Months later, I had made progress at a new brain rehab facility; I was now talking but still unable to walk or eat. In the hour-long swallowing therapies that I endured six days a week, I would ask my therapist, "How long does this recovery usually take?" "Do you know many people who cannot eat?" "Will I ever eat again?"
Like my dad during those childhood commutes, she wisely let me sit with my questions more than offering me answers, answers which I was actually not yet ready to hear, answers which had the power to steal the hope I so desperately clung to.
It seems that the questions we ask may not nearly be as important as to whom we ask them. If the receiver is someone we trust will handle our searching hearts with the utmost care, then no question is beyond the asking.
Thanksgiving soon came and it seemed the most perfect day for my swallowing to return after seven months with no eating -- a beautiful resolution to so many unanswered longings and prayers. The thought of the ensuing holiday feast put a crooked smile across my paralyzed face. And yet, that day I failed the swallowing test and wept from my wheelchair, my neck barely strong enough to hold up my head, as Jay played with one-year old James across the room. It was as close as I've ever come to true despair.
If questions signify a straining toward understanding the mystery of life outside of ourselves, then perhaps the end of our questioning might signify a falling toward death. In that moment, my heart felt crushed by the weight of the answers I had received and the silence that remained.
My life-long optimism was battered, and even my heart-felt faith had been tested to the breaking point. There were no words left for my family or even for myself, but my soul groaned as broken souls do, forming a final question that could only be heard and answered by one trustworthy receiver. This cry from my depths shot up like an emergency flare in the middle of a dark ocean, "God, did you make a mistake?"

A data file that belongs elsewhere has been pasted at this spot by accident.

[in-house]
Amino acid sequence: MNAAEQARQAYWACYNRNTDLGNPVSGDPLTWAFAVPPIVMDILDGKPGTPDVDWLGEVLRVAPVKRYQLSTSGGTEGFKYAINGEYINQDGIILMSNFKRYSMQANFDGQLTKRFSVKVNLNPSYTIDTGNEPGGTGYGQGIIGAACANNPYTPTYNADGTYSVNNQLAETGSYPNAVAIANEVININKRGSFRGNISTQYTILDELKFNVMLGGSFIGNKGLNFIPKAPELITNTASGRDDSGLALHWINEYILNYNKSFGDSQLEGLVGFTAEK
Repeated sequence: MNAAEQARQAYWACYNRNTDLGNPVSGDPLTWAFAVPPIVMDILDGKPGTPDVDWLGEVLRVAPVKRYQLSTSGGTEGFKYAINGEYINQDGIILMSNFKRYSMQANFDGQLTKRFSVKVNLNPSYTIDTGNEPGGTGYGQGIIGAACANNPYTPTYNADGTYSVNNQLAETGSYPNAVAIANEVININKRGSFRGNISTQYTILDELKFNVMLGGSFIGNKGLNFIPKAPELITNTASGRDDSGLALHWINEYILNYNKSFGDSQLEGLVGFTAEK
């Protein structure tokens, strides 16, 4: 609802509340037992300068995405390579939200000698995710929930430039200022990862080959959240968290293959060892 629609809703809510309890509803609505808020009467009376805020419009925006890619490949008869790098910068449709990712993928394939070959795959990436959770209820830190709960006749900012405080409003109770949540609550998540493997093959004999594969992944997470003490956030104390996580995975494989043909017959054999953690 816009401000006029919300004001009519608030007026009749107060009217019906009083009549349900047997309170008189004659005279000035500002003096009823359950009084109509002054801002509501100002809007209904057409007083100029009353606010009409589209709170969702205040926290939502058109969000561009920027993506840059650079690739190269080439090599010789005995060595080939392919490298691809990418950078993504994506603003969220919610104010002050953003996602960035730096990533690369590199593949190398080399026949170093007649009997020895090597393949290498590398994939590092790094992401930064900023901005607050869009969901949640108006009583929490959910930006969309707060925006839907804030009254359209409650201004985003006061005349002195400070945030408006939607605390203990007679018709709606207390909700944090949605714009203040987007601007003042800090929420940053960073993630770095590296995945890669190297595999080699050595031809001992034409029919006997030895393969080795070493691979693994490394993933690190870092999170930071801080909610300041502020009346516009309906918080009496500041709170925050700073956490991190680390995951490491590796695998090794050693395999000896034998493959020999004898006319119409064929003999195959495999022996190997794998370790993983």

And in one of the great turning points of my story, it seemed all my questions combined were illuminated by an answer, one that would influence the rest of my life. There was no opening of the sky or audible voice, but rather I experienced a spiritual infusion, a vivid reminder of the truest things I had always known, the scriptures and the prayers and the answers I had found in all the years of asking. In the dark, they all came alive like never before. And I felt God saying, "I don't make mistakes. You are still here for a reason. Just wait, you'll see."
There was no opening of the sky or audible voice, but rather I experienced a spiritual infusion, a vivid reminder of the truest things I had always known ...
In the seven years since that day, I have experienced more healing and more hope than I could have ever imagined, but mystery remains. Yet, I suppose there can never be answers if there aren't first questions.
Could I ever be a mom again?
What does it mean to be healed?
What is my purpose now?
Just when some resolution seems near, a new unknown is never far behind and we get to decide all over again whether we will choose control or community, hardened hearts or hopeful souls. It seems that our great task for the rest of our lives is not to finagle these answers on our own, but rather to find the humility to ask the questions together, to each other, to ourselves, to God.
Then, find the courage to sit in the silent stretch that follows ... and listen.
For more on Katherine Wolf's story, visit her website at www.hopeheals.com.
For more inspiring stories, visit DarlingMagazine.org.